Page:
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For most organ parts on Led Zeppelin's albums, Jones used a larger Hammond -- the C3 model. In England, the C3 was very common, and groups like Deep Purple, Fleetwood Mac, and Keith Emerson of ELP used it. The C3 was identical sonically to the B3, but with a different wooden casing. The C3's casing surrounded the organ on all sides. Instead of these solid wooden sides, the famous B3 had legs supporting the organ, making it somewhat lighter and more portable.

A Hammond C3

John Paul Jones often recorded with a Hammond C3, and it was a common instrument on many of their early tours. Led Zeppelin's most memorable organ track, "Thank You," was recorded in 1969 at Morgan Studios in London. On this song, Jones' beautiful organ parts are the main support during the verses. His style here reflects his many years playing organ in church as a boy. The organ is restrained, with no vibrato or distortion, and avoids sounding like a blues or jazz instrument. A tape delay, which echoes the organ track in the opposing speaker, creates an echo effect that enhances the "church" mood. At the same studio sessions, "Since I've Been Loving You" was recorded, but it was not released until Led Zeppelin III a year later.

"Since I've Been Loving You" became one of Led Zeppelin's most outstanding songs. Its extreme dynamics and fascinating chord progression show how Led Zeppelin were able to modify the traditional 12-bar blues. They would play it at nearly every concert for ten years, and it seemed to exemplify both the subtlety and power that the band possessed. Jones' Hammond organ is the perfect choice for this track, as its expression allows for subtle, quiet support to the verses, along with strong, exciting power during the choruses. By carefully working the volume (or "swell") pedal, Jones takes the organ from clear, pure organ tones to a more distorted, heavy overdrive that matches and enhances the powerful climaxes. The Leslie speaker is recorded with two microphones, panned wide apart for stereo; the main microphone sound is bright and sharp, and clearly indicates the textural changes of the track. The other microphone channel is almost entirely without treble and is panned to the left to fill the "space" behind the guitar. This creates a wide full sound without interfering with the balance between the organ and guitar, which are on opposite sides. The "bass" track is Hammond organ, as well, that was recorded seperately for clarity.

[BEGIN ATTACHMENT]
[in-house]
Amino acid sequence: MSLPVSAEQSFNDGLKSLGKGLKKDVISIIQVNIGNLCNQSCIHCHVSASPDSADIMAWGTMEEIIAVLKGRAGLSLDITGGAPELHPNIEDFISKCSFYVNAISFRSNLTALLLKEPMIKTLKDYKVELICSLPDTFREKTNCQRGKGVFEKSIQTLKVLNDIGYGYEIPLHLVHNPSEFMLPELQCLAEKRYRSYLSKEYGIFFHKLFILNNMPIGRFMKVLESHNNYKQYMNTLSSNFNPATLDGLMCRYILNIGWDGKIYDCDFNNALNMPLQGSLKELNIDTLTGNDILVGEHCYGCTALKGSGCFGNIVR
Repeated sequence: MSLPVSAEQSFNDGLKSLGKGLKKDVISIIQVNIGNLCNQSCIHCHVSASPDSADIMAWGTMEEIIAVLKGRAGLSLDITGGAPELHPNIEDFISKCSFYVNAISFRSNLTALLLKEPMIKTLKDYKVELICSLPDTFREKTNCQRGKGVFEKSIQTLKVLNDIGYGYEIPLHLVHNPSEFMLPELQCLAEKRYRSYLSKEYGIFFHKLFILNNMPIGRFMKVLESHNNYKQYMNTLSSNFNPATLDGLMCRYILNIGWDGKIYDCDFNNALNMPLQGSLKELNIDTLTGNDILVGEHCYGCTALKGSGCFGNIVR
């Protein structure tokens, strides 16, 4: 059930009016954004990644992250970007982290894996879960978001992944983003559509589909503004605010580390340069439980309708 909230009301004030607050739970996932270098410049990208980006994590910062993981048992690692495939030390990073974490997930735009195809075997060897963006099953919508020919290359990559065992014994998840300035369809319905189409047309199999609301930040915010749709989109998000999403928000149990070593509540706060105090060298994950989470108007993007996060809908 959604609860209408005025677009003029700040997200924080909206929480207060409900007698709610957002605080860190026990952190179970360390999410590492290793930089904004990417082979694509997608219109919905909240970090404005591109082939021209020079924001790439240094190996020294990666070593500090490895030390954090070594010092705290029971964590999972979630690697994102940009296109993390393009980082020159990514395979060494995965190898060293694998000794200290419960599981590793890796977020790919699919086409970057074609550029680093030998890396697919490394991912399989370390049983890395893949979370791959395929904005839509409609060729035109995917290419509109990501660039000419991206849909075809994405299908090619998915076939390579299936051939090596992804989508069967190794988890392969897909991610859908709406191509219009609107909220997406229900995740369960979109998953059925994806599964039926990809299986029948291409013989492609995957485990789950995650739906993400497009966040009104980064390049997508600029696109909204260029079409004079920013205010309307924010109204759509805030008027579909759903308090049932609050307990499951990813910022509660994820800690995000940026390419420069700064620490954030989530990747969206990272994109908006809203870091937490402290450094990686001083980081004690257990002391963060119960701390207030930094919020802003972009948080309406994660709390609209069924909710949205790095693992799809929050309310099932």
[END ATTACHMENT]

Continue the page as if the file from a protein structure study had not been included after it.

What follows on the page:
"Night Flight" from Physical Graffiti is another traditional organ sound; the Hammond is fed through the Leslie, and slightly distorted. During the song, Jones plays basic chord changes and uses the Leslie speed changes to add excitement to the choruses.

On the early Led Zeppelin tours, there was often a C3 or B3, but it was likely that these heavy instruments were made available for each show, rather than the group carrying one from city to city. (At the time, Hammond organs were very common, and many halls had one available.) The Hammond was a very common sight on Jones' right side of the stage from 1970 until 1975. The Hammond was always run through a Leslie speaker, which has become the traditional way to amplify a Hammond. The Leslie speaker contains an amplifier and "spinning speaker" system that gives the sound animation and energy. Unfortunately, the Leslie amp was only 45 watts -- certainly not enough to be heard clearly on the loud stages of Led Zeppelin. So, the band would put the Leslie offstage in the dressing room and place microphones near it to send sound to the mixer. This clever arrangement created problems on a few occasions! Jones recalls: "People used to go in to the dressing room and shout things over the microphones. It would come over the PA... (laughs)." By the 1977 tour though, Jones was regretting not taking the Hammond with him, but admitted that there were already too many keyboard instruments covering the stage. There just was not enough room for it.

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